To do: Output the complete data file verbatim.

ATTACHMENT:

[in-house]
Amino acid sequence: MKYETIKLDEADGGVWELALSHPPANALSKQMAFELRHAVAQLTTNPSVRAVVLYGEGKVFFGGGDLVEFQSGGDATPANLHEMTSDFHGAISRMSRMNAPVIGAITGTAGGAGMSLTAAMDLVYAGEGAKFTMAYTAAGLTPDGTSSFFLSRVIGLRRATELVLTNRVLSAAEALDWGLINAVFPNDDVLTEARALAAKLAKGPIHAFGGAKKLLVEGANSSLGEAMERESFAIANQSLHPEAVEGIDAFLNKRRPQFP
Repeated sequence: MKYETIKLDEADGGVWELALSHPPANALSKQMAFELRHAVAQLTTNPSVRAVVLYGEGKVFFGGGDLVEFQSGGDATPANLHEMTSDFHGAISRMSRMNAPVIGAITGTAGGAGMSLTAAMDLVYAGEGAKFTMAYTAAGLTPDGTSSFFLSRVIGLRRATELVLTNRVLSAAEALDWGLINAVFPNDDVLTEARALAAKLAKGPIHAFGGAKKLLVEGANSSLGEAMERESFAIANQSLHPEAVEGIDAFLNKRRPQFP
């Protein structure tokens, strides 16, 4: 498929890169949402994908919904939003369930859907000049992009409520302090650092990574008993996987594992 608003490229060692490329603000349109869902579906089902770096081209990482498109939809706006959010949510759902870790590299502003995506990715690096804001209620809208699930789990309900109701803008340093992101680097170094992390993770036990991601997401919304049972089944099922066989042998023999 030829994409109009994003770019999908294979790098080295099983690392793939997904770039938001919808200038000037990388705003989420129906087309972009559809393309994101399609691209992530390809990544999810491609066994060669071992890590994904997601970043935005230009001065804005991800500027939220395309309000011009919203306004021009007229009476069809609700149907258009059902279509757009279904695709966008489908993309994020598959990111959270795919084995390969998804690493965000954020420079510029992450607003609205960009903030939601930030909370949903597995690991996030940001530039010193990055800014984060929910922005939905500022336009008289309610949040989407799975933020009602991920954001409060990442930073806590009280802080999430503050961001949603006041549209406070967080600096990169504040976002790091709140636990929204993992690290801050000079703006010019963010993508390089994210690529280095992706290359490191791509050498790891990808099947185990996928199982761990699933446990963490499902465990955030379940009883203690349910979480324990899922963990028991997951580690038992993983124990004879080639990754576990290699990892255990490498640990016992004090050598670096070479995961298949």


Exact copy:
[in-house]
Amino acid sequence: MKYETIKLDEADGGVWELALSHPPANALSKQMAFELRHAVAQLTTNPSVRAVVLYGEGKVFFGGGDLVEFQSGGDATPANLHEMTSDFHGAISRMSRMNAPVIGAITGTAGGAGMSLTAAMDLVYAGEGAKFTMAYTAAGLTPDGTSSFFLSRVIGLRRATELVLTNRVLSAAEALDWGLINAVFPNDDVLTEARALAAKLAKGPIHAFGGAKKLLVEGANSSLGEAMERESFAIANQSLHPEAVEGIDAFLNKRRPQFP
Repeated sequence: MKYETIKLDEADGGVWELALSHPPANALSKQMAFELRHAVAQLTTNPSVRAVVLYGEGKVFFGGGDLVEFQSGGDATPANLHEMTSDFHGAISRMSRMNAPVIGAITGTAGGAGMSLTAAMDLVYAGEGAKFTMAYTAAGLTPDGTSSFFLSRVIGLRRATELVLTNRVLSAAEALDWGLINAVFPNDDVLTEARALAAKLAKGPIHAFGGAKKLLVEGANSSLGEAMERESFAIANQSLHPEAVEGIDAFLNKRRPQFP
């Protein structure tokens, strides 16, 4: 498929890169949402994908919904939003369930859907000049992009409520302090650092990574008993996987594992 608003490229060692490329603000349109869902579906089902770096081209990482498109939809706006959010949510759902870790590299502003995506990715690096804001209620809208699930789990309900109701803008340093992101680097170094992390993770036990991601997401919304049972089944099922066989042998023999 030829994409109009994003770019999908294979790098080295099983690392793939997904770039938001919808200038000037990388705003989420129906087309972009559809393309994101399609691209992530390809990544999810491609066994060669071992890590994904997601970043935005230009001065804005991800500027939220395309309000011009919203306004021009007229009476069809609700149907258009059902279509757009279904695709966008489908993309994020598959990111959270795919084995390969998804690493965000954020420079510029992450607003609205960009903030939601930030909370949903597995690991996030940001530039010193990055800014984060929910922005939905500022336009008289309610949040989407799975933020009602991920954001409060990442930073806590009280802080999430503050961001949603006041549209406070967080600096990169504040976002790091709140636990929204993992690290801050000079703006010019963010993508390089994210690529280095992706290359490191791509050498790891990808099947185990996928199982761990699933446990963490499902465990955030379940009883203690349910979480324990899922963990028991997951580690038992993983124990004879080639990754576990290699990892255990490498640990016992004090050598670096070479995961298949």